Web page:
- President Trump stuck to the script for the most part as he revived his White House COVID-19 briefings on Tuesday. He appeared without the medical experts who used to address the briefings. Trump echoed what public health officials have been saying since the pandemic’s outset, warning that “it will probably unfortunately get worse before it gets better.” He asked all Americans to wear face coverings, saying “they’ll have an effect” and show “patriotism.”
- He also advised people to socially distance and keep up their hand washing. During the briefing, Trump continued to assert the virus would one day “disappear.” He also wrongly claimed the US has a lower COVID-19 death rate than “almost everywhere else in the world.” At one point the president took a mask from his pocket, but never put it on.
- However, the most jarring moment came when Trump responded to a reporter’s question about the case of Ghislaine Maxwell, the British socialite charged this month by US authorities with sex-trafficking children for her ex-boyfriend, the late convicted sex offender Jeffrey Epstein. Trump said: “I haven’t really been following it too much. I just wish her well, frankly. I’ve met her numerous times over the years, especially since I lived in Palm Beach [Florida], and I guess they lived in Palm Beach.” He added: “I don’t know the situation with Prince Andrew.” Andrew is a member of the British royal family; he has denied a sexual relationship with a teenage girl who maintains she was trafficked by Epstein and forced to have sex with the prince. (BBC)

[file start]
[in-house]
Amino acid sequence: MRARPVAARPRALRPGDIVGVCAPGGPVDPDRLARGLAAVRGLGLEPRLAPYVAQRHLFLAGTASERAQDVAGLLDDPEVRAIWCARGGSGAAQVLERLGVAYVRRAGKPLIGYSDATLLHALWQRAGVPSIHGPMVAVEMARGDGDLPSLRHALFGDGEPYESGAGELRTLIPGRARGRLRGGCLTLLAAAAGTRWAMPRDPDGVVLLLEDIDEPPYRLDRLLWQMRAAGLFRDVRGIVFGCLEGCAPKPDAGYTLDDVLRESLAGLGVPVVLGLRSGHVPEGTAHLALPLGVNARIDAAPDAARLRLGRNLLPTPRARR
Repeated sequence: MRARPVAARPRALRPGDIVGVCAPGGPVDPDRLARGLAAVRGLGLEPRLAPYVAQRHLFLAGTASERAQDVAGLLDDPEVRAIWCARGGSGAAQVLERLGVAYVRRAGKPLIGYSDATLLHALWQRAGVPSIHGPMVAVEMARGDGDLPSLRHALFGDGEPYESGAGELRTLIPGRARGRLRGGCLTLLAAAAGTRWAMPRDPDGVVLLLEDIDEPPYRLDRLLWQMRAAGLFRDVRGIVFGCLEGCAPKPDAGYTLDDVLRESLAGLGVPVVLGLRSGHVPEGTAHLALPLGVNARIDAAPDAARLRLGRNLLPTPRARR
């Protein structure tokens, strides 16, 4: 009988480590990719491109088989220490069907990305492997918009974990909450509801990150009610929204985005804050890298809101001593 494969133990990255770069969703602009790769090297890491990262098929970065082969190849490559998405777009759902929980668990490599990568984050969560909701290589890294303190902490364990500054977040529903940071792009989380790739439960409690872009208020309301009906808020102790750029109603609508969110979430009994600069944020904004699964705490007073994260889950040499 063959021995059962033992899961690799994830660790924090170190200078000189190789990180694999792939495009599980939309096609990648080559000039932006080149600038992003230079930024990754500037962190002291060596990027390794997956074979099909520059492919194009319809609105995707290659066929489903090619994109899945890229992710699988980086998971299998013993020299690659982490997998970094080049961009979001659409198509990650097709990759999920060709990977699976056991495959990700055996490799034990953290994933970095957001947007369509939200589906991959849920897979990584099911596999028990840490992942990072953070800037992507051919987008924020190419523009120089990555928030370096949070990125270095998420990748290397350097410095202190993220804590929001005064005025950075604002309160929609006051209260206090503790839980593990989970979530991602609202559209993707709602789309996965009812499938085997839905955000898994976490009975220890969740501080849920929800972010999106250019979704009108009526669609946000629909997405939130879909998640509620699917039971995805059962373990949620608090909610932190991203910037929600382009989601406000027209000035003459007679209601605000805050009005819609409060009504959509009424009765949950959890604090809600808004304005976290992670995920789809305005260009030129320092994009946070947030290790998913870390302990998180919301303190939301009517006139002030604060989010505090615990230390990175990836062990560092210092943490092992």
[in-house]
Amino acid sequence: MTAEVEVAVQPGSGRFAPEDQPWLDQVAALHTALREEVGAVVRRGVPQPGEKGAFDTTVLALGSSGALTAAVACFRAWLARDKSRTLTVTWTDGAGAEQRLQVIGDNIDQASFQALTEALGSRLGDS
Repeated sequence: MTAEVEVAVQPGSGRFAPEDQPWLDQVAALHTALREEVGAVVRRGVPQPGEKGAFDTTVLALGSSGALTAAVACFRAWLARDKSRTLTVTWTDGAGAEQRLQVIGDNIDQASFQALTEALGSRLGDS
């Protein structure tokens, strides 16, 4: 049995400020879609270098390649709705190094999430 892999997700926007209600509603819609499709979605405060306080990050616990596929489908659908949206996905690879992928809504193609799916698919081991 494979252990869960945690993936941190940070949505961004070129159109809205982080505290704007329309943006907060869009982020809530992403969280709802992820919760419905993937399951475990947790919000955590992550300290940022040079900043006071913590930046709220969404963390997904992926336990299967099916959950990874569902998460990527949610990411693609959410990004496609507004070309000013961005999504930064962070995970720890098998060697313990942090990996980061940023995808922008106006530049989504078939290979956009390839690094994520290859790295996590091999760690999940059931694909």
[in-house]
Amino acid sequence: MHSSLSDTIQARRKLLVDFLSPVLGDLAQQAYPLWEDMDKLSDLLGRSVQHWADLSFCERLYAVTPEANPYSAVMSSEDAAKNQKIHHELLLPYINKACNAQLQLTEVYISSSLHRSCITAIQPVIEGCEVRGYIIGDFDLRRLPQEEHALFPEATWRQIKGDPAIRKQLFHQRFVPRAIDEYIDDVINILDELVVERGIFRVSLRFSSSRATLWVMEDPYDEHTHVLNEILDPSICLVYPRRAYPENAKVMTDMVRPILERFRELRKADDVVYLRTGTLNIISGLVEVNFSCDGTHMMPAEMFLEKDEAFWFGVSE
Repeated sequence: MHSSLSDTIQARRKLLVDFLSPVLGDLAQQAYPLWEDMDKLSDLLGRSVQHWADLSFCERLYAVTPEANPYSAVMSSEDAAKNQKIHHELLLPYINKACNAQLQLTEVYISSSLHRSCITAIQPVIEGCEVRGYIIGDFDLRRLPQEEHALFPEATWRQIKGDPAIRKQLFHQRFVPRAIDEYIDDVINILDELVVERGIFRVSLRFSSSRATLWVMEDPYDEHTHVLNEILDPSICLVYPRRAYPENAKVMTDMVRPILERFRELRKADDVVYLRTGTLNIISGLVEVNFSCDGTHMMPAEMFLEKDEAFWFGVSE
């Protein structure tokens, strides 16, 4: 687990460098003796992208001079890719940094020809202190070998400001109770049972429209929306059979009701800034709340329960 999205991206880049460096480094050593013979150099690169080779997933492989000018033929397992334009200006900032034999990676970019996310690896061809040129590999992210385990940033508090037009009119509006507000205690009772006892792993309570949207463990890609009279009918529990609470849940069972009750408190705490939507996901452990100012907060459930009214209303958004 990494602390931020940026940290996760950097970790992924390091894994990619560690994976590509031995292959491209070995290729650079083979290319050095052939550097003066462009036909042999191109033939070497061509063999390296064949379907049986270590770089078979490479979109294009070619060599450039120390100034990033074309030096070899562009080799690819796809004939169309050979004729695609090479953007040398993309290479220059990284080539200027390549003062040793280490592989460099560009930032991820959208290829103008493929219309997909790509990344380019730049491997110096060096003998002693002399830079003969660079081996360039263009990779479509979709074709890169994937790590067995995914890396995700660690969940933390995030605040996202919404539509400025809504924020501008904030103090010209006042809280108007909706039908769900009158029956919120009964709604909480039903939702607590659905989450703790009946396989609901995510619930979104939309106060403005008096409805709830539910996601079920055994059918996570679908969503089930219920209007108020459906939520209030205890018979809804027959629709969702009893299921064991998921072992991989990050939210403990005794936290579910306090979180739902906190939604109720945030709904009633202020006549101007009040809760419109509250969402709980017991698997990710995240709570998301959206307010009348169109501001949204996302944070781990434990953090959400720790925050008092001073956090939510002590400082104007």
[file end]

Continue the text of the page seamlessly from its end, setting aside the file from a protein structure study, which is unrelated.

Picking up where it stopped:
Bipartisan Park Bill Prevails
- It’s not often that meaningful, bipartisan legislation comes out of Congress during an election year. With tensions high over a COVID-19 stimulus package, a rare win on both sides of the aisle came Wednesday as both the House and the Senate approved an expansive bill that provides funding for the US National Park system.
- The Great American Outdoors Act will set aside $9.5 billion over the next five years to help repair and maintain the national parks across the country that are in desperate need of basic upkeep. A 2018 National Parks Service report revealed that years of neglect have left American nature sites with more than $11.9 billion in overdue maintenance costs.